How to Verify Checksum of a File


When downloading a file from the Internet it is often suggested that you verify the checksum. The checksum is usually a long list of numbers and characters which can be considered the fingerprint of the file. Verifying that the checksum of your downloaded file matches the checksum listed on the download page ensures it is genuine and intact.

Calculating the cryptographic checksum of a file in a Windows, Linux and Mac environment is fairly easy. Some might suggest downloading various tools but it is easy enough from the command line using built in features.

Launch Command Line

After downloading your file you will need to launch a command line window or terminal.

Press Windows Key+R to open the “Run” box. Type “cmd” and then click “OK”.


Select Terminal under the Applications > Utilities menu.

Once you have a command prompt available you should navigate to the location of your downloaded file.

Calculate Hash under Windows 10

If you are running Microsoft Windows 10 you can verify the checksum of a file using the command line. To calculate the SHA256 hash of “file” use:

CertUtil -hashfile C:\path\to\file SHA256

For the other hash types you can replace SHA256 with the hash name as in these examples:

CertUtil -hashfile C:\path\to\file MD2
CertUtil -hashfile C:\path\to\file MD4
CertUtil -hashfile C:\path\to\file MD5
CertUtil -hashfile C:\path\to\file SHA1
CertUtil -hashfile C:\path\to\file SHA256
CertUtil -hashfile C:\path\to\file SHA384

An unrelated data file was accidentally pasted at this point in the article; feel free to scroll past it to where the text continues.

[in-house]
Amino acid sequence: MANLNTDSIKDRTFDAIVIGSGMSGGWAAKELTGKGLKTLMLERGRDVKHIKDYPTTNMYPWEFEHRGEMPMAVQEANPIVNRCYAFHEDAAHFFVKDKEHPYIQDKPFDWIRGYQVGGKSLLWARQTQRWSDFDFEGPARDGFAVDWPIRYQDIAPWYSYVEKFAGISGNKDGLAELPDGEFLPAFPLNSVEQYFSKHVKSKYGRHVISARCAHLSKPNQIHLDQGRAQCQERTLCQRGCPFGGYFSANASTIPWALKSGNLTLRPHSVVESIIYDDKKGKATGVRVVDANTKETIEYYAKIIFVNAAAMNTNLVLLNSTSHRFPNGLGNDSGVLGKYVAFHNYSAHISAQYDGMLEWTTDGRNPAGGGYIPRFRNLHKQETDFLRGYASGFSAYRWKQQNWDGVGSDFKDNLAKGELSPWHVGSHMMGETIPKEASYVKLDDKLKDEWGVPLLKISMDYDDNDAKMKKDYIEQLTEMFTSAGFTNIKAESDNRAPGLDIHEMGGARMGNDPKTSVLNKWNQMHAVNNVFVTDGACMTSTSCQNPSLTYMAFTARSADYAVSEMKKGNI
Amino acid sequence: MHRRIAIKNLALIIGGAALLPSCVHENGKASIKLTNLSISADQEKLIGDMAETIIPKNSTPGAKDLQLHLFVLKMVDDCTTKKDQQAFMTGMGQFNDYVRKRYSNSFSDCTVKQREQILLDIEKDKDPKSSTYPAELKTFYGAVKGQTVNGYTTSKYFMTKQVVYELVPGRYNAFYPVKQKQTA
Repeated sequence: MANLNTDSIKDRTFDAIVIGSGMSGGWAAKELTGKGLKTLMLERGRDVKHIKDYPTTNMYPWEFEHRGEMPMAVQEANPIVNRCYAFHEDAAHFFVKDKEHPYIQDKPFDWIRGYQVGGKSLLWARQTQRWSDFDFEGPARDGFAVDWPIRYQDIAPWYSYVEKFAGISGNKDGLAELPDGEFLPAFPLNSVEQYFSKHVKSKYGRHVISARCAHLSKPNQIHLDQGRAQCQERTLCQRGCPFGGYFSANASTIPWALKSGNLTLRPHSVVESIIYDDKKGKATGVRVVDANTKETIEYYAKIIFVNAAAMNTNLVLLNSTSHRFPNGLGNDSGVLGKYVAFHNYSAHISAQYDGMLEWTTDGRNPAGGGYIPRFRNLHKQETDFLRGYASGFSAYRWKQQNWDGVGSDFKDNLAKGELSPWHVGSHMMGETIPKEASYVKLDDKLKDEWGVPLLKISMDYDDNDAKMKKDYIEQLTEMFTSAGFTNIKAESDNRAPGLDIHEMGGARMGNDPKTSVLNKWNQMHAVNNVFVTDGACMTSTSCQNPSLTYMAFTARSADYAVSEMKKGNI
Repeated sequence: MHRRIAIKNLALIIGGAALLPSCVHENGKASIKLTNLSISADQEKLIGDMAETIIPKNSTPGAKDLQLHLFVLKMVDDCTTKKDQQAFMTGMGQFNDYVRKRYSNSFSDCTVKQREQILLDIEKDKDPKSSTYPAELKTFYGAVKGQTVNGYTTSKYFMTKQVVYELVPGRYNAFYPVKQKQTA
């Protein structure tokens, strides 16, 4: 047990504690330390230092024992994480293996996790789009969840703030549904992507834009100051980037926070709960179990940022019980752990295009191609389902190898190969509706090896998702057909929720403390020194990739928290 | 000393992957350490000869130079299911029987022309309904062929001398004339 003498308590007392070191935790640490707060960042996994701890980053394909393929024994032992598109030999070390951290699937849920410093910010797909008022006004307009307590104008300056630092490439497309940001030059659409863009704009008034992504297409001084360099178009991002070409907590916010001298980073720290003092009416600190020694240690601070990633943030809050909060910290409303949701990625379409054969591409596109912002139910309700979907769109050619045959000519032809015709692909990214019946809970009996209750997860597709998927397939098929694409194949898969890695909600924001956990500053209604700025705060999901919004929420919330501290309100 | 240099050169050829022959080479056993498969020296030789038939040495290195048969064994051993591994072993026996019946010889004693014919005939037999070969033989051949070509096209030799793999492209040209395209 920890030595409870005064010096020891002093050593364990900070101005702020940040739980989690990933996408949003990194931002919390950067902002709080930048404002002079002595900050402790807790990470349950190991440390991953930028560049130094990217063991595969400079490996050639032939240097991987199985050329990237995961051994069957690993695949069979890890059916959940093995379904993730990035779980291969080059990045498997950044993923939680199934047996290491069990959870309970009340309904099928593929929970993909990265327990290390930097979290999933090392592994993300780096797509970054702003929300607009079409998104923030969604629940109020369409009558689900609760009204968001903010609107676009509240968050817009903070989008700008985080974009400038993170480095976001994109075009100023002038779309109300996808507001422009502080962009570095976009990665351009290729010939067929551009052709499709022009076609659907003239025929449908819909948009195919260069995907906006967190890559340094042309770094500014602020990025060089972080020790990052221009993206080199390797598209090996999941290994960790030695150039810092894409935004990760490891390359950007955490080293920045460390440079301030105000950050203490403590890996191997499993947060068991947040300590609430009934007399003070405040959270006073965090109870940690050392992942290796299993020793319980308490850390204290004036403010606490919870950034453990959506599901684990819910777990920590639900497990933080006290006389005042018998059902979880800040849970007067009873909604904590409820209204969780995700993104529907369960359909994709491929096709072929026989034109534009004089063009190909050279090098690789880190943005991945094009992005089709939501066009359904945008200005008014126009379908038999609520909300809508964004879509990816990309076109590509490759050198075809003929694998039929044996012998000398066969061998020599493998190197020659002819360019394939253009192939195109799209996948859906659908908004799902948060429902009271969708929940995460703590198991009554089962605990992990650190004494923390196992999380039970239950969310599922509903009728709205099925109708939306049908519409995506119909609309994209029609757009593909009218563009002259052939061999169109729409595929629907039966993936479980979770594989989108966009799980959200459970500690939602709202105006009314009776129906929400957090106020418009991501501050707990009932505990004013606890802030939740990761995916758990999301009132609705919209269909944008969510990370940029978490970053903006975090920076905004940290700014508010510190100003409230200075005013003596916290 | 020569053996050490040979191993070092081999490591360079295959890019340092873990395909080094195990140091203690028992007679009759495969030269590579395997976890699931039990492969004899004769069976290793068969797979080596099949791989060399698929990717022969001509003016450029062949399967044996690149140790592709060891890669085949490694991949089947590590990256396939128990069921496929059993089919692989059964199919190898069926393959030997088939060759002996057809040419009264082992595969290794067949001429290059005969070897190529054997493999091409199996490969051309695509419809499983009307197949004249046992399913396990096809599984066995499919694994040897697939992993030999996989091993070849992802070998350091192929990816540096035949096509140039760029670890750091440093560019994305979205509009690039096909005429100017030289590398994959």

CertUtil -hashfile C:\path\to\file SHA512

Calculate Hash using PowerShell

If you are familiar with PowerShell then you can run the following command to calculate the SHA256 hash of a file:

Get-FileHash C:\path\to\file -Algorithm SHA256

To calculate other hash types you can use:

Get-FileHash C:\path\to\file -Algorithm SHA1
Get-FileHash C:\path\to\file -Algorithm SHA256
Get-FileHash C:\path\to\file -Algorithm SHA384
Get-FileHash C:\path\to\file -Algorithm SHA512
Get-FileHash C:\path\to\file -Algorithm MD5

Calculate Hash under Linux

Under many of the popular Linux distributions you can use the sha256sum command to calculate the SHA256 hash of a file:

sha256sum /path/to/file

There are similar commands to calculate the SHA1, SHA512 and MD5 hashes:

sha1sum /path/to/file
sha512sum /path/to/file
md5sum /path/to/file

Calculate Hash on the Mac

On the Mac command line you can use the shasum command to calculate the SHA256 hash:

shasum -a 256 /path/to/file

Replacing “256” with 1,224,384 or 512 allows you to calculate other hashes:

shasum -a 1 /path/to/file
shasum -a 224 /path/to/file
shasum -a 384 /path/to/file
shasum -a 512 /path/to/file

Verify the Checksum

Finally once you have calculated the checksum simply compare the output to the value shown by the commands above to the one on the download page.

Here is an example using Linux where I downloaded a file “npp.7.9.2.Installer.exe” and verified that the checksum matched the checksum published by the author.

Verify Checksum example in Linux.

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